Management of contacts
The World Health Organization defines a contact as a person who has experienced any one of the following exposures during the 2 days before and the 14 days after the onset of symptoms of a probable or confirmed case:
Face-to-face contact with a probable or confirmed case within 3 feet (1 meter) and for more than 15 minutes
Direct physical contact with a probable or confirmed case
Direct care for a patient with probable or confirmed COVID-19 without using recommended personal protective equipment
Other situations as indicated by local risk assessments.
The Centers for Disease Control and Prevention (CDC) defines a close contact as someone who has been within 6 feet (2 meters) of an infected person for at least 15 minutes over a 24-hour period, beginning 2 days before symptom onset (or 2 days before testing in asymptomatic patients).
Consult local guidance as definitions of a contact may vary depending on local public health advice.
The World Health Organization recommends that asymptomatic contacts of confirmed or probable cases, including healthcare workers, be quarantined in a designated facility or in a separate room in the household for 14 days from the last contact with the case. Any person in quarantine who develops symptoms should be treated and managed as a suspected case and tested according to national testing strategies and guidelines. Laboratory testing is not a requirement for leaving quarantine after 14 days for contacts who do not develop symptoms.
In the UK, Public Health England recommends a 10-day quarantine (or self-isolation) period after a potential exposure (it was reduced from 14 days to 10 days on 14 December 2020). From 16 August 2021, fully vaccinated people will no longer need to self-isolate if they are identified as a close contact.
The CDC has shortened the minimum quarantine time after a potential exposure from 14 days to 7-10 days. Quarantine can end after day 7 if the patient tests negative and no symptoms have been reported during the quarantine period. Quarantine can end after day 10 without testing and if no symptoms have been reported during the quarantine period. Additional criteria (e.g., symptom monitoring, mask wearing) should continue until day 14 in both cases.
Consult local guidance for recommended quarantine locations and timeframes as recommendations vary depending on local public health advice.
Screening of asymptomatic populations
The World Health Organization does not currently recommend widespread screening of asymptomatic individuals due to the significant costs associated with it and the lack of data on its operational effectiveness. Testing of asymptomatic individuals is currently recommended only for specific groups including contacts of confirmed or probable cases and frequently exposed groups such as healthcare workers and long-term care facility workers.
Screening of travelers
Exit and entry screening may be recommended in countries where borders are still open, particularly when repatriating nationals from affected areas. Travelers returning from affected areas should self-monitor for symptoms for 14 days and follow local protocols of the receiving country. Some countries may require travelers to enter mandatory quarantine in a designated location (e.g., a hotel). Travelers who develop symptoms are advised to contact their local healthcare provider, preferably by phone. One study of 566 repatriated Japanese nationals from Wuhan City found that symptom-based screening performed poorly and missed presymptomatic and asymptomatic cases. This highlights the need for testing and follow-up.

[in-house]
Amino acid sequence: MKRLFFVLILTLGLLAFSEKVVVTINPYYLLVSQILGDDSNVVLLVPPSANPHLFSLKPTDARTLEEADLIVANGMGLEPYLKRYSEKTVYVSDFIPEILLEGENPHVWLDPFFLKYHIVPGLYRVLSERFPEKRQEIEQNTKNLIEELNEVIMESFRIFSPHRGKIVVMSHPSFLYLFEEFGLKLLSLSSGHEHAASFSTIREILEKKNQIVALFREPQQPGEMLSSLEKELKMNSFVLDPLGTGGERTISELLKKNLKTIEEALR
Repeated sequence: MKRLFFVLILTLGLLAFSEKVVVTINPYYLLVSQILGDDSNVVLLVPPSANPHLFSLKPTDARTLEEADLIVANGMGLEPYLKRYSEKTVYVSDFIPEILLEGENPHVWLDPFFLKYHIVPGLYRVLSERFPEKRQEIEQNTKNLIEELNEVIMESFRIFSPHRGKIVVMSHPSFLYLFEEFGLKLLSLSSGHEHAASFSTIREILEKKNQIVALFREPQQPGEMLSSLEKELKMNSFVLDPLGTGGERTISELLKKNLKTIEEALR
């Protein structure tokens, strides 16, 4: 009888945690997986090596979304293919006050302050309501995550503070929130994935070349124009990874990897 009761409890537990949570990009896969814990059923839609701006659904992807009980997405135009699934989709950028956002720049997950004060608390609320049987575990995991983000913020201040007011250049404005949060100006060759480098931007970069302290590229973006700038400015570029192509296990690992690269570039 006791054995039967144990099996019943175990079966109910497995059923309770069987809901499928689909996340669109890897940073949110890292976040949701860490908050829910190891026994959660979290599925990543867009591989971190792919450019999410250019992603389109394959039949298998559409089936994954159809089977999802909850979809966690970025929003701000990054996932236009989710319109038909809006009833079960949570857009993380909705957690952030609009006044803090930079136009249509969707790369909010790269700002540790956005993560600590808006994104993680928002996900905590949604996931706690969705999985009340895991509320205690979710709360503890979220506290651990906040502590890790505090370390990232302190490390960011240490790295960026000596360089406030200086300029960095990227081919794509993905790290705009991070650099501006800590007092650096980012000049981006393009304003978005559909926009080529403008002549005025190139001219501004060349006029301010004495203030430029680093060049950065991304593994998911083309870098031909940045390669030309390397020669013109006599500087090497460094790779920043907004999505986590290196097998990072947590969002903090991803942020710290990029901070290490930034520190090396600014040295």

Drive-through screening centers
Drive-through screening centers have been set up in some countries for safer and more efficient screening. The testee does not leave their car throughout the entire process, which includes registration and questionnaire, exam, specimen collection, and instructions on what to do after. This method has the advantage of increased testing capacity and prevention of cross-infection between testees in the waiting space.
There is little scientific evidence to support temperature screening with thermal cameras or temperature screening products as a reliable method for the detection of COVID-19 or any other febrile illness, especially if used as the main method of testing.
Noncontact infrared thermometers generally have reasonable sensitivity and specificity for detecting fever; however, their performance varies in different settings. Environmental factors (e.g., absolute temperature, variation in temperature, relative humidity) play an important role in the accuracy of the result. False negatives may be seen in people wearing make-up on the target area or who are significantly perspiring. False positives may be seen in people who are pregnant, menstruating, or on hormone replacement therapy, or those who have recently consumed alcohol or hot beverages, or done strenuous physical activity. Also, fever is not present in asymptomatic or presymptomatic people, and may not be present in symptomatic people, which means infected individuals could be missed.
While the forehead is the most feasible site for scanning, it is thought to be more prone to physiologic and environmental variations, and the wrist may be a better option as it may give more stable measurements under different circumstances.
Noncontact infrared thermometers demonstrated variable accuracy levels across populations and had a low sensitivity for temperatures >99.5℉ (>37.5℃) in adults compared with temporal artery thermometers. Therefore, they may not be the most accurate device for the mass screening of fever during a pandemic.
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